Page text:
What is Microplastic?
Microplastics are small particles of plastic, measuring less than 5 millimeters in length, that have become a global environmental concern. These tiny fragments can originate from various sources, such as the breakdown of larger plastic items, the abrasion of synthetic fabrics, and the disintegration of plastic waste. Due to their minute size, they can easily infiltrate various environments, including oceans, air, and even our bodies.
Tiny Fragments, Huge Dispersion
The prevalence of microplastics is evident in various locations, from the depths of our oceans to the air we breathe. They have been found in massive quantities in our oceans, with a staggering 170 trillion pieces weighing around 2.4 million metric tons. Plastic pollution has surged since 2004, leading to an exponential increase in microplastic levels worldwide. Besides oceans, microplastics have been detected in the atmosphere and are carried through the air, potentially reaching remote and pristine locations. Alarmingly, research has also uncovered microplastics in human blood, the placentas of fetuses, and various food items, including vegetables, fruits, and even salt.
“About 11 million metric tons of this plastic end up in the ocean every year, and without intervention, this number is expected to triple by 2040.”
- Livia Albeck-Ripka, “In a First, California Plans to Clean Up Microplastics,” The New York Times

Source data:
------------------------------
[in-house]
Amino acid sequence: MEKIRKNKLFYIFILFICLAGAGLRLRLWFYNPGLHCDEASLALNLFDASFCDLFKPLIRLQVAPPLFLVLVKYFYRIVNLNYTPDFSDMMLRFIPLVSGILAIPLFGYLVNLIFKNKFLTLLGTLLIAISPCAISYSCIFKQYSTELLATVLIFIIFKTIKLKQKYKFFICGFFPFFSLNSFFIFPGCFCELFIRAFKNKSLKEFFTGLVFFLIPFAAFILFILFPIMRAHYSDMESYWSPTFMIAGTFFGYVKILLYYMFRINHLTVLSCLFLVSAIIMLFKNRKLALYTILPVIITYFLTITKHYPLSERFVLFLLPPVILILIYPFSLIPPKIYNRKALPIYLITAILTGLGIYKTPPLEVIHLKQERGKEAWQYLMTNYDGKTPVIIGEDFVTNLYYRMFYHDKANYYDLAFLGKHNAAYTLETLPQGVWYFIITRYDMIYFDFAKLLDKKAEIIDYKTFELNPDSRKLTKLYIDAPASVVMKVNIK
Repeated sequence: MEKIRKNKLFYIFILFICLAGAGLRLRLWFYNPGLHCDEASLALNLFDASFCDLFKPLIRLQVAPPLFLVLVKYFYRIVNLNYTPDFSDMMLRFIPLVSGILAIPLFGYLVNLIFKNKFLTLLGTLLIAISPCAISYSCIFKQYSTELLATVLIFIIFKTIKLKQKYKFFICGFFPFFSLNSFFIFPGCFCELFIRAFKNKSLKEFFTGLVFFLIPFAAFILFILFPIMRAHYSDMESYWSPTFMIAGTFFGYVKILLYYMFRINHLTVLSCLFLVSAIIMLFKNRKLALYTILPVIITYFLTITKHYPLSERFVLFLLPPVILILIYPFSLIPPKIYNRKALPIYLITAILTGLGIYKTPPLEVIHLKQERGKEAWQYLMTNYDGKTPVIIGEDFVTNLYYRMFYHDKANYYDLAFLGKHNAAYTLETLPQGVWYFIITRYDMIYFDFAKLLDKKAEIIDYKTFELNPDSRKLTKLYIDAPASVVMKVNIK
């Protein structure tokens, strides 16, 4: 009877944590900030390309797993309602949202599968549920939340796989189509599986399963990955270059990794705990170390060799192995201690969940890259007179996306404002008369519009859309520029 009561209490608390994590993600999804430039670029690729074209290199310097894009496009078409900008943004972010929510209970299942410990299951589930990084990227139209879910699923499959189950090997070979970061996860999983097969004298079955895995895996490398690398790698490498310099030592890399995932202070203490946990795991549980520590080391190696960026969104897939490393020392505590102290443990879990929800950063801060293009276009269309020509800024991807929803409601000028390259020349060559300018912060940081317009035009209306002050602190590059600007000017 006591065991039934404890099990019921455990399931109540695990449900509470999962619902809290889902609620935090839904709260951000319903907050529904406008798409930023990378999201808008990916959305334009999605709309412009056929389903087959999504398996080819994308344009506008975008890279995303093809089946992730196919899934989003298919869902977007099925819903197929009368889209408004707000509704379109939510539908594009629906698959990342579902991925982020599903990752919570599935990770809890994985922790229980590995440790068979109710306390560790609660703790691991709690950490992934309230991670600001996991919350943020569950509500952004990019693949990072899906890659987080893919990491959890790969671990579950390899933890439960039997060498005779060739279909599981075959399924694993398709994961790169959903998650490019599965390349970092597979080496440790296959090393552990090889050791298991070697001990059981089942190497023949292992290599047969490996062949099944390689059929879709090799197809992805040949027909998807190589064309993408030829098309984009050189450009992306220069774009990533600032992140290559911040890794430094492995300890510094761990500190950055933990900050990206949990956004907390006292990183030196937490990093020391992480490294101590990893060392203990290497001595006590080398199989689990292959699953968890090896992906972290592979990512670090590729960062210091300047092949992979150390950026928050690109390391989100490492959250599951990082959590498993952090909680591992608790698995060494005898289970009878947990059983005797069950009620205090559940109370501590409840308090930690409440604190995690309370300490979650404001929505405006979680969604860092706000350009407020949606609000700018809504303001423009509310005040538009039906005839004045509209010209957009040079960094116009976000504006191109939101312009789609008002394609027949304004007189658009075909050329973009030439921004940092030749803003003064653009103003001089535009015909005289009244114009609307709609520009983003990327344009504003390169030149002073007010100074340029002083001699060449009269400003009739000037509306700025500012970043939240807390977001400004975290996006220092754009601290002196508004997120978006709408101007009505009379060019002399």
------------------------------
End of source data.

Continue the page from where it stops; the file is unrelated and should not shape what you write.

Adverse Effects on Animals and Human Health
The harmful impacts of microplastics are far-reaching and concerning. For marine life, microplastics pose a significant threat. Animals such as turtles, birds, sea lions, and sharks can get entangled in plastics, leading to injuries and fatalities. Additionally, ingesting microplastics can be just as deadly, as it can damage the reproductive systems of fish and cause delays in the growth and maturation of birds. Microplastics can also find their way into our bodies through the food and water we consume, raising concerns about potential health risks.
In particular, research has highlighted the link between microplastics and neurological disorders like Parkinson's disease and Alzheimer's. Environmental toxins, including microplastics, have been implicated in the rise of these disorders, leading to calls for increased research and awareness. It has also been found that when microplastics, namely polyurethane, migrate to the lungs, it can cause cancer, asthma, headaches, dizziness, and lung irritation. As we encounter over 80,000 toxic chemicals in our daily lives, understanding the cumulative impact of environmental toxins on our health remains a challenge.
How FTIR is being Used to Research Microplastics
Fourier Transform Infrared Spectroscopy (FTIR) is a powerful analytical method used to study microplastics. By identifying particles based on distinctive vibrational bands, FTIR microscopy allows researchers to analyze different types of plastics present in water samples. This efficient technique, utilizing Focal Plane Detectors (FPA), enables the generation of chemical images, saving valuable time during analysis.
FTIR has become an essential tool in understanding the fate of microplastics and their potential effects on human health and the environment. In an interview with Isabelle Gomez, recent graduate from California State University Channel Islands, Gomez shared her research on how she used FTIR to study microplastics in the following waterways of Ventura County: Calleguas Creek, Conejo Mountain Creek, South Branch Arroyo Conejo, and the South Branch Arroyo Conejo Tributary. In her time at the university, Isabelle used FTIR to identify the chemical composition of microplastics and to analyze different types of plastic in water samples. Once samples were gathered, she categorized microplastics based on color and morphology, providing crucial data for identifying plastic sources and better understanding their impact.
Black Fibers. Photo courtesy of Isabell Gomez.